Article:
IoT Protocols: MQTT, CoAP, XMPP, SOAP, UPnP
There is no stopping the IoT rush. More and more devices are getting connected via IoT networks. Today, IoT isn’t just about sensors developed on a turnkey basis but also things we use every day – cars, home appliances, locks, and so on.
IoT protocols are the magic that developers use to connect devices into one network and enable them to exchange data. Apart from sending and receiving data packages, these protocols ensure the network’s security and device compatibility. Today, let’s take a closer look at the most popular IoT protocols, what they are, and what purposes they can be used for.
THE FIVE MOST FREQUENTLY USED IOT PROTOCOLS FOR DATA EXCHANGE
So, let’s get acquainted with the five IoT protocols that developers use most often in their solutions (in no particular order).
MQTT (Message Queue Telemetry Transport) is an open protocol for asynchronous data exchange between physically scattered devices that works at the application layer. The protocol uses port 1883 by default (or port 8883 if an SSL connection is established). It’s not suitable for transferring voice or video data.
MQTT is used when there’s a need to minimize the data packet size and when there are restrictions on channel bandwidth. This is why MQTT is often used as the basis for industrial IoT solutions and M2M systems.
Besides MQTT itself, there is also MQTT-SN (MQTT for Sensor Networks) – another version of MQTT. It was formerly known as MQTT-S and was used mostly for solutions based on Zigbee.
As for the pros of this protocol, the key ones are:
- Making the message size compact
- Ensuring high performance and energy efficiency even under unstable network connections
- Supporting several levels of the quality of service (QoS)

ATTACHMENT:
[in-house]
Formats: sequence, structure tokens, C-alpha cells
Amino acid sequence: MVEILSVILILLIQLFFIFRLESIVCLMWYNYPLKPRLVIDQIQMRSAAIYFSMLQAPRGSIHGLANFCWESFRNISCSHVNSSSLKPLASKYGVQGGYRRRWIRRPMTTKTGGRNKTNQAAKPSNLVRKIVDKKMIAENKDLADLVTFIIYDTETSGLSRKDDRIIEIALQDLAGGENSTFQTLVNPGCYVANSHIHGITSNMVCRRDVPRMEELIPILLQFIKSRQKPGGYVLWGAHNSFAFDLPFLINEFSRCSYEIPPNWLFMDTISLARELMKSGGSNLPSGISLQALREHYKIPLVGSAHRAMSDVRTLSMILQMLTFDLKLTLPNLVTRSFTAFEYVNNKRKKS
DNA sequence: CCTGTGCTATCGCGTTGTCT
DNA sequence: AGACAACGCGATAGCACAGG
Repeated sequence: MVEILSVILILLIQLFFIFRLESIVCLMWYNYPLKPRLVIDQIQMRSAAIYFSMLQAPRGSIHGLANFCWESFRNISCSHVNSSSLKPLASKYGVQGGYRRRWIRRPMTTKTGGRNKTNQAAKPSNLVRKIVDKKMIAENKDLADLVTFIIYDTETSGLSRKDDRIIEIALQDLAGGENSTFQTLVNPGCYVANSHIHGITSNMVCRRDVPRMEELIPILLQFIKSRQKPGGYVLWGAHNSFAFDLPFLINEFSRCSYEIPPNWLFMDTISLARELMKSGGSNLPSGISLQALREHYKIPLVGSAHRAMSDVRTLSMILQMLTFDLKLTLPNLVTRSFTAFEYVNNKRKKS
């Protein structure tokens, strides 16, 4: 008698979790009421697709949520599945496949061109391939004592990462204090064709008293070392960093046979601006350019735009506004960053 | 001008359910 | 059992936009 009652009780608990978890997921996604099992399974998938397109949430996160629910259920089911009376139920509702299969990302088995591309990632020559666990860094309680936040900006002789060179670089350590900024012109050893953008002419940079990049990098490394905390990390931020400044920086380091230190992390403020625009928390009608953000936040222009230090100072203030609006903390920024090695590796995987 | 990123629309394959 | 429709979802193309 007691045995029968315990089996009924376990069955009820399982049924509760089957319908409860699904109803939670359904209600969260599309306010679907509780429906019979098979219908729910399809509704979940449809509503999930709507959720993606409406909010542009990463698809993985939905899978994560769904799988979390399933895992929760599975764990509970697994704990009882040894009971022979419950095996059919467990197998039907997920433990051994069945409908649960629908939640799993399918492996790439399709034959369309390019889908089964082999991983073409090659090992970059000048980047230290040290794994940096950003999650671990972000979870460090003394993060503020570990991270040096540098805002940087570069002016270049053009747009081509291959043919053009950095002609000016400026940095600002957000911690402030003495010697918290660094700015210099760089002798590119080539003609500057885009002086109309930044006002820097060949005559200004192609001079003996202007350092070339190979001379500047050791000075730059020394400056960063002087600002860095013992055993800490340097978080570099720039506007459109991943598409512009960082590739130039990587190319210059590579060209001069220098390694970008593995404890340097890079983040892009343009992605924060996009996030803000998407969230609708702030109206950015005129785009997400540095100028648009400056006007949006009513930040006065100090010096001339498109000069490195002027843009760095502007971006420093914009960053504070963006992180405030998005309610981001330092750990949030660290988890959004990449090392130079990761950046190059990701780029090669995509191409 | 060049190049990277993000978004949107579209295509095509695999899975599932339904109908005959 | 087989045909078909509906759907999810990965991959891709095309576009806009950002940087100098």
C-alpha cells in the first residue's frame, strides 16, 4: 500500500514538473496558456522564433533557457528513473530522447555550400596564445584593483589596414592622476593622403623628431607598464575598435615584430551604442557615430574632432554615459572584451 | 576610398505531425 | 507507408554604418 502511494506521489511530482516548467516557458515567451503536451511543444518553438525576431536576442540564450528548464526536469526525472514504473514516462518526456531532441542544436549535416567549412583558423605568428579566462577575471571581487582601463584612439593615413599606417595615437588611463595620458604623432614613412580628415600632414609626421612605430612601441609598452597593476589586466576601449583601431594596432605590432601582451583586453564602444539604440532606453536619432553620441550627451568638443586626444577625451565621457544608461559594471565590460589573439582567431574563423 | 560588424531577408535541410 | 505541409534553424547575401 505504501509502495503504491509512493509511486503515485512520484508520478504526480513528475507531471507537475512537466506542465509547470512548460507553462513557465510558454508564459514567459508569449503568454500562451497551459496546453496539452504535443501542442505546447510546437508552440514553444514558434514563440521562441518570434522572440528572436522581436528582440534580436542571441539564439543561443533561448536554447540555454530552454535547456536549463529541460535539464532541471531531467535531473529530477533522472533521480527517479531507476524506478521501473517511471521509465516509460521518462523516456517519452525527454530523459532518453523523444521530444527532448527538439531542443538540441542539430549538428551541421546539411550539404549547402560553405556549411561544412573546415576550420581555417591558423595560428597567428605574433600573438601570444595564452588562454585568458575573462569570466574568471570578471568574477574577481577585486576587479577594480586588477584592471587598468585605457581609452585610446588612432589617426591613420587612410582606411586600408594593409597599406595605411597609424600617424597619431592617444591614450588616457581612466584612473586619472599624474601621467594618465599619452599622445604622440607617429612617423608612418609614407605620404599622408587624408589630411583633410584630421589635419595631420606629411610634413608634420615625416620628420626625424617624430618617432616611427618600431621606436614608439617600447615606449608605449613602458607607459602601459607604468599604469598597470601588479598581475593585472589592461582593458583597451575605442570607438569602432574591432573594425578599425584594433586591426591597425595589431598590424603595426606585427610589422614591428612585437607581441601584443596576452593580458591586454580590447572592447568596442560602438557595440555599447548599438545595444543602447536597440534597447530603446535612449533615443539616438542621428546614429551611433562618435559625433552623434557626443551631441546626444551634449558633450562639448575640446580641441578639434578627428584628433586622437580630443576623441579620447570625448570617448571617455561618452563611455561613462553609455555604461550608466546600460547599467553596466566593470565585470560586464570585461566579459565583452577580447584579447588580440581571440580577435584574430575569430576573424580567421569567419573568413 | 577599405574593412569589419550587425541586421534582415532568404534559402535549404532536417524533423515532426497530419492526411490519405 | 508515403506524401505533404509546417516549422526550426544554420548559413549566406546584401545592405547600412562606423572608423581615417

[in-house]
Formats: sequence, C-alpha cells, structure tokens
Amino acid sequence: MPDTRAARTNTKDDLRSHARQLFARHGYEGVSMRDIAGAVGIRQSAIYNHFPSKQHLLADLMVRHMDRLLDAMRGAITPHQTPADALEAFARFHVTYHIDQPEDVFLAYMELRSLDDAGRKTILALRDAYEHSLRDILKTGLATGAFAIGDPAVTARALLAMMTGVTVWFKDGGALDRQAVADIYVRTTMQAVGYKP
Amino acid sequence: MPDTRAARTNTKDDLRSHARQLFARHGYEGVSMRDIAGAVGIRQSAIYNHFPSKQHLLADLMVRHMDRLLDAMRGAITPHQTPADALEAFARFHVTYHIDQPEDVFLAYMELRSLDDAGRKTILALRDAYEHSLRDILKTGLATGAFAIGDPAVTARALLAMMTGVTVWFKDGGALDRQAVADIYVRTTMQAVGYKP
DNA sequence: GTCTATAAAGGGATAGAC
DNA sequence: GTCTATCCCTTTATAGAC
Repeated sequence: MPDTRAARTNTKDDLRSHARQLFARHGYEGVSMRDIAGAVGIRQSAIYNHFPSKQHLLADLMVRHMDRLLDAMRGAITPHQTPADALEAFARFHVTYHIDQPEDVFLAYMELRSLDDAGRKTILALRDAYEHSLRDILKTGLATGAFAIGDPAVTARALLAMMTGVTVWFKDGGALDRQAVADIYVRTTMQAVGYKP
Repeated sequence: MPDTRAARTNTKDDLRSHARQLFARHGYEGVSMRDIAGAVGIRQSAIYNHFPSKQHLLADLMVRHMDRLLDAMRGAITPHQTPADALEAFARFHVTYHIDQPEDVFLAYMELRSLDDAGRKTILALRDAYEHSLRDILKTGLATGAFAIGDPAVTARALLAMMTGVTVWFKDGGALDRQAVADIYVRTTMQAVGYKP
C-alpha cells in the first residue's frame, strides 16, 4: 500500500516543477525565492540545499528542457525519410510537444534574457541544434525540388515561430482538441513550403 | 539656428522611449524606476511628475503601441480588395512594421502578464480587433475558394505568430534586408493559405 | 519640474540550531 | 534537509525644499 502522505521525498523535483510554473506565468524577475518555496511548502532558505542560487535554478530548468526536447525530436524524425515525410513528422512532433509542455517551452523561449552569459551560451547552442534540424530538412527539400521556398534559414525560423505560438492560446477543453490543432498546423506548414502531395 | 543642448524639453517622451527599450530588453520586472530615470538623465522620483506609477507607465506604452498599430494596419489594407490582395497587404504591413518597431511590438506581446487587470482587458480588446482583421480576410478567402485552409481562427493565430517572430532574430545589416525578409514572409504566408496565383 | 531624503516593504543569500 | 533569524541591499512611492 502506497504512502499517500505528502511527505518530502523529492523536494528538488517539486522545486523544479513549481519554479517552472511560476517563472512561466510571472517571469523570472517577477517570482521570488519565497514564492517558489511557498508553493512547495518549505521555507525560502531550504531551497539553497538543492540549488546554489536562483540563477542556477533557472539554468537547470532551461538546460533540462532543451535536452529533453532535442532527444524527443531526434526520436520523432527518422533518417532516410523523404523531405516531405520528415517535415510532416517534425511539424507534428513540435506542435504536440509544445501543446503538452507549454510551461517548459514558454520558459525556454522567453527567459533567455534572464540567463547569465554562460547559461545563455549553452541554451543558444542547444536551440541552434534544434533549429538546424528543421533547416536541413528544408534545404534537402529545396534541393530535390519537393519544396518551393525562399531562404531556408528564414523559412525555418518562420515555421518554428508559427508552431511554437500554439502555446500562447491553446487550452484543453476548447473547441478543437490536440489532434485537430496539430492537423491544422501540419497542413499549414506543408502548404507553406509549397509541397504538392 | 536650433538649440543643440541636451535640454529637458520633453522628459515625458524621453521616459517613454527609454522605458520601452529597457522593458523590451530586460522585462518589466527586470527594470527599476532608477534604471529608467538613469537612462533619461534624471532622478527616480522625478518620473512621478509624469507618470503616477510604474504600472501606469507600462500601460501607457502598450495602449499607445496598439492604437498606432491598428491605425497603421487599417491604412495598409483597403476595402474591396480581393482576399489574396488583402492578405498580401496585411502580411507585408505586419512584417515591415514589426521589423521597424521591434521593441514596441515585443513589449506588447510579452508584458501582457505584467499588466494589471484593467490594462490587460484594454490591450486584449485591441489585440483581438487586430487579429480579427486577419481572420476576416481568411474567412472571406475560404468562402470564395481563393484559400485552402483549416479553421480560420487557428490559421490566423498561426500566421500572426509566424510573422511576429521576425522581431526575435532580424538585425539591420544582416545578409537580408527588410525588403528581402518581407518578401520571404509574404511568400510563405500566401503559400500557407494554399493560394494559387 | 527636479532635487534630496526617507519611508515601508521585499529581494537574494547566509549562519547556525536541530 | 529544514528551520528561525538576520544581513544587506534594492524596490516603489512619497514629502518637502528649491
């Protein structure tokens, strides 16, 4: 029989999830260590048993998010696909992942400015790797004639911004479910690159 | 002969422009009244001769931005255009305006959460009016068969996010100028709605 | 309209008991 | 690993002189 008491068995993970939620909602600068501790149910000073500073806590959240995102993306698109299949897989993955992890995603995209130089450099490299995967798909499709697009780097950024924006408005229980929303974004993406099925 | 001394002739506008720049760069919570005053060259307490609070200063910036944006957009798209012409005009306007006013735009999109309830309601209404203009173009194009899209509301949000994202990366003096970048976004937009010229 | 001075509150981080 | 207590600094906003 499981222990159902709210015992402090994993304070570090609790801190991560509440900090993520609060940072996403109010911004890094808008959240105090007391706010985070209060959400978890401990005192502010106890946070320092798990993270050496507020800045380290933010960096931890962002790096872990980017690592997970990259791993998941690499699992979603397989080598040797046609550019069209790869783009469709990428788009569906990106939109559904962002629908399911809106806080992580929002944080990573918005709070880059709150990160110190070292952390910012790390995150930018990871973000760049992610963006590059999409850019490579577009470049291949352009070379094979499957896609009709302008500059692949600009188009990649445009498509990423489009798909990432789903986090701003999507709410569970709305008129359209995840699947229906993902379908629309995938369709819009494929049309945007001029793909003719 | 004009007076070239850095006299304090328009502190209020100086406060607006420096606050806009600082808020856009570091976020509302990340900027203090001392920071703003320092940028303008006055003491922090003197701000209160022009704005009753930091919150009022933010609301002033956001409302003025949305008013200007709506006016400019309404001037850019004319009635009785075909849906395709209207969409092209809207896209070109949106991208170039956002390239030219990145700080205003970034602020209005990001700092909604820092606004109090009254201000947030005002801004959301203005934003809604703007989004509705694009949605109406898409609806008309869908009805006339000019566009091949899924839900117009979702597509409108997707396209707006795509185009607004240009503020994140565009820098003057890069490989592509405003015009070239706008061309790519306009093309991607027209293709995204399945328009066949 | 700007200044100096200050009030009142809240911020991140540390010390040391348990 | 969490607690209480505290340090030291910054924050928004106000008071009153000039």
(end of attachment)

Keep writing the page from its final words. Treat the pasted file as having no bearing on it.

- Making the integration of new devices fast and simple
To ensure data transfer is secure, MQTT enables client authentication (requirement to fill in the USERNAME and PASSWORD fields), client access control via Client ID, and TLS/SSL connection.
Described in the RFC 7252 standard, CoAP (Constrained Application Protocol) was created to be used by devices with limited control functionality and RAM. IoT solutions in general and M2M ones in particular fall into this category. By default, CoAP uses DTLS for data protection purposes.
This protocol is based on the REST model. It allows the execution of such standard operations as parsing a URL using the GET, PUT, POST, and DELETE methods. It is worth noting that CoAP is based on the RFC 7252 standards. This guarantees that the protocol will be able to deal with an overload in case of significant network expansion. Besides this, the protocol supports a number of data formats, including XML, JSON, CBOR, and many others.
As for the protocol’s suitability for IoT solutions, CoAP was designed to take into account the characteristics of devices with less than 100 Kb of RAM (as it is stated in RFC 7228). CoAP uses the UDP protocol over the IP protocol with 4-bit fields. Therefore, servers don’t have to save and store states.
XMPP (Extensible Messaging and Presence Protocol) is often used for data package exchanges in real time. Its specifications are described in the RFC 3920 and RFC 3921 standards. Thanks to supporting the XML format, it is perfect for use in IoT solutions. Networks based on the XMPP protocol are decentralized to ensure their high fault tolerance.
For security, XMPP networks often employ the help of the SASL and TLS protocols. Besides this, some XMPP-based IoT solutions use PGP/GPG for encryption purposes.
XMPP can be used as the basis for extremely flexible solutions. The XMPP Software Foundation supports numerous extensions, including ones dedicated to distributing resources, working with IoT devices and monitoring their state, etc.
SOAP (Simple Object Access Protocol) is one more widely used protocol for exchanging data in the form of structured XML messages within a distributed computing system. SOAP is based on the XML language and extends some protocols working at the application layer, such as HTTP, FTP, and SMTP. In-built error detection is a key perk of this protocol.